From laying bricks to laying tracks…

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Neverland Gig

It was around 1983, I still lived in my home town of Buxton, Derbyshire and I was partway through the bricklaying apprenticeship I hated so much. I’d been playing bass for around a year (I moved from guitar to bass after seeing Mark King on TV and also hearing Simple Mind’s ’Someone Somewhere In Summertime’) and was doing a few gigs with a local originals band. Even after these small local pub gigs I remember being so depressed the day after whilst putting one on top of two with the wind howling up my backside five scaffold lifts up. The reality of being a rock star or just a full-time musician seemed a far fetched dream that was unattainable. Add to this to constant advice to ‘just do you music as a hobby and work at a proper job’ from those that are supposed to care meant I was becoming more and more determined to do it!

After a couple of years and several line up changes of our Peak District Super Group we ended up with a new guitarist, Andy. To be honest he won’t be aware of this, but he and his twin brother Steve had a massive positive influence on me and my dream. You see, they were very much the ‘go for it’ type characters. Nothing was an issue and everything was achievable, which blew me away and made me realise that if I really want it I just need to do it. So, I started to practice more and got myself lessons in music theory and what do you know I started to improve especially in that at the time very fashionable slapping and popping thing.

Another fortuitous thing about being buddies with Andy and Steve was their dad, Barry, was a fabulous guitarist and singer songwriter who had had some great success along the road (some stories say Shane Fenton wanted him in his band but Barry didn’t want it. There were also stories about him auditioning for the Rollin Stones…). One night when we were rehearsing in the damp and starchy fish scented cellar of the singer’s parents Fish and Chip shop Andy brought Barry along to check the band out. Now, although Barry wasn’t too impressed with the band he did take a bit of a shine to me, which was due to my slapping prowess I think and, long story short, he asked me to play on some of the album tracks he was currently recording. WOW!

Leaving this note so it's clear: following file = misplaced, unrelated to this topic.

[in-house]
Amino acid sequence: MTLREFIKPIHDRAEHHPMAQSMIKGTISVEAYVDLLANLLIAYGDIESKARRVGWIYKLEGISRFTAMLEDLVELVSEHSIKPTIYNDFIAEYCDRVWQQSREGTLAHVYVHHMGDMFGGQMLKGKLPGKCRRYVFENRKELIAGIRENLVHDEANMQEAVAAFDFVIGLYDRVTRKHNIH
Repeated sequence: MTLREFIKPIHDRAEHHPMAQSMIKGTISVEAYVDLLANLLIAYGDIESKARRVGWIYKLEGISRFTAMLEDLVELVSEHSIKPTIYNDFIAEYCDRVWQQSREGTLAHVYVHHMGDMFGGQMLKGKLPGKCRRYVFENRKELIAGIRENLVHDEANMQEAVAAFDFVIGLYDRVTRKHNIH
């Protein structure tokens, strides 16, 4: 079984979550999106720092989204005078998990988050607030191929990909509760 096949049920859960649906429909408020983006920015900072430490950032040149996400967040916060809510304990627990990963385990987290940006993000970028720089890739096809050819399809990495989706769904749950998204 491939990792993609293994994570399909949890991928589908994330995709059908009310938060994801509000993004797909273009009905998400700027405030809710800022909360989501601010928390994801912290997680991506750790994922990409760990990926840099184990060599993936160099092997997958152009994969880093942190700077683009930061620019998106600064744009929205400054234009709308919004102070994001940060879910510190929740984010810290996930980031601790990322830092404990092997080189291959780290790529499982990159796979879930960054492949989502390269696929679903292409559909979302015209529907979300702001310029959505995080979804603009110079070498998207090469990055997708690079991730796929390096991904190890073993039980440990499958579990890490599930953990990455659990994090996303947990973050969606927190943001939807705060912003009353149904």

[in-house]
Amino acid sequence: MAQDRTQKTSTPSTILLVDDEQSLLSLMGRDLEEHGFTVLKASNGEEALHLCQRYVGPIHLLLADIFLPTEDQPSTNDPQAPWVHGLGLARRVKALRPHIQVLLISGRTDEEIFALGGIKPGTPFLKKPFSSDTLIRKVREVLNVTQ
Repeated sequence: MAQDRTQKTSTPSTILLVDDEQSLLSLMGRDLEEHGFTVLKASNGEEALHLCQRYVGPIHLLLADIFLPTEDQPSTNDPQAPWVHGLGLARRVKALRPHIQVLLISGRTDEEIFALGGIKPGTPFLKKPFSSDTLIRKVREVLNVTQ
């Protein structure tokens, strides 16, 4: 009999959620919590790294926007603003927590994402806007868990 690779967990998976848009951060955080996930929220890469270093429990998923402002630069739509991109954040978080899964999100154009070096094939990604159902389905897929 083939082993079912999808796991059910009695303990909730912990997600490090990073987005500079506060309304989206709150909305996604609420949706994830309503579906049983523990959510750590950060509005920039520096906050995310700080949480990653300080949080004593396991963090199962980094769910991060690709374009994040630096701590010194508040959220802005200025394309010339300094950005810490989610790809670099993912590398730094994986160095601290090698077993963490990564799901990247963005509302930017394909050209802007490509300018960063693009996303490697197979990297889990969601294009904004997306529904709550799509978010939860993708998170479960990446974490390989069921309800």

I practiced the songs day in day out until my fingers hurt and eventually we went into the studio (The Cottage, Macclesfield with ‘Bald Eagle’) and ‘cut’ the tracks. That was it. I’d landed. I’d tasted what it was like to be a real musician. I had seen behind the door and felt firsthand what it was like to be amongst that special group of humans. Plus it didn’t stop there, within a short while a tour of the South Coast was organised and I got to indulge in that fantastic heady feeling of being ‘on the road’. Playing venues with a proper big P.A system, having your equipment carried, soundchecks, being looked after, great audiences, silly drunken games… Fantastic!  From then on I became even more single minded to get into this music thing and promptly left my job as a bricklayer to follow the very long, rocky road to stardom…

Fast forward thirty years, half a dozen records, too many lost record deals and failed bands, Hundreds of venues and festivals (and hours waiting), thousands of miles travelled around the world, gallons of alcohol and tonnes of junk food plus a very unstable relationship with music in general and I still get those same feelings.

But none of it beats this part of my musical journey and the excitement I have releasing my own material and I’m looking forward to the next album and the next after that.

If you’d like to hear the most recent milestone click here to listen to my last album ’Cheriton Drive’.

Thanks for your support and being a listener.

André M


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